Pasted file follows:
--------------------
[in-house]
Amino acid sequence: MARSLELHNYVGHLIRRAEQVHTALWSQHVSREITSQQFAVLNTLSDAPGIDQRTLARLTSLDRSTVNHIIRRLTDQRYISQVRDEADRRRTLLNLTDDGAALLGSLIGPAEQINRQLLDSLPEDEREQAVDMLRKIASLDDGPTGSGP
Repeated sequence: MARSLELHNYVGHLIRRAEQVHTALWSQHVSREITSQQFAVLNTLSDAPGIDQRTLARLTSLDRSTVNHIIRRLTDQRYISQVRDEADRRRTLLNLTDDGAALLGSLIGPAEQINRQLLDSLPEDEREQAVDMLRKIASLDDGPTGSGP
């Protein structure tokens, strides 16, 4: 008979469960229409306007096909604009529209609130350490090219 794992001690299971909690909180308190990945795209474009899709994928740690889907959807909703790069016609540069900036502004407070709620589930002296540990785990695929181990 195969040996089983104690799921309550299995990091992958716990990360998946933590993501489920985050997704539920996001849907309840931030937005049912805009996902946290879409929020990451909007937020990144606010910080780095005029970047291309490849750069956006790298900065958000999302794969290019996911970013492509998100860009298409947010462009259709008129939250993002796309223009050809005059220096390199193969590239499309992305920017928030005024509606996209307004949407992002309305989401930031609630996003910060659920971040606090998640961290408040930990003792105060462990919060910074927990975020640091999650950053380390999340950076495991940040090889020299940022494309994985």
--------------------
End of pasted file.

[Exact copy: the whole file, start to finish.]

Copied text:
[in-house]
Amino acid sequence: MARSLELHNYVGHLIRRAEQVHTALWSQHVSREITSQQFAVLNTLSDAPGIDQRTLARLTSLDRSTVNHIIRRLTDQRYISQVRDEADRRRTLLNLTDDGAALLGSLIGPAEQINRQLLDSLPEDEREQAVDMLRKIASLDDGPTGSGP
Repeated sequence: MARSLELHNYVGHLIRRAEQVHTALWSQHVSREITSQQFAVLNTLSDAPGIDQRTLARLTSLDRSTVNHIIRRLTDQRYISQVRDEADRRRTLLNLTDDGAALLGSLIGPAEQINRQLLDSLPEDEREQAVDMLRKIASLDDGPTGSGP
């Protein structure tokens, strides 16, 4: 008979469960229409306007096909604009529209609130350490090219 794992001690299971909690909180308190990945795209474009899709994928740690889907959807909703790069016609540069900036502004407070709620589930002296540990785990695929181990 195969040996089983104690799921309550299995990091992958716990990360998946933590993501489920985050997704539920996001849907309840931030937005049912805009996902946290879409929020990451909007937020990144606010910080780095005029970047291309490849750069956006790298900065958000999302794969290019996911970013492509998100860009298409947010462009259709008129939250993002796309223009050809005059220096390199193969590239499309992305920017928030005024509606996209307004949407992002309305989401930031609630996003910060659920971040606090998640961290408040930990003792105060462990919060910074927990975020640091999650950053380390999340950076495991940040090889020299940022494309994985």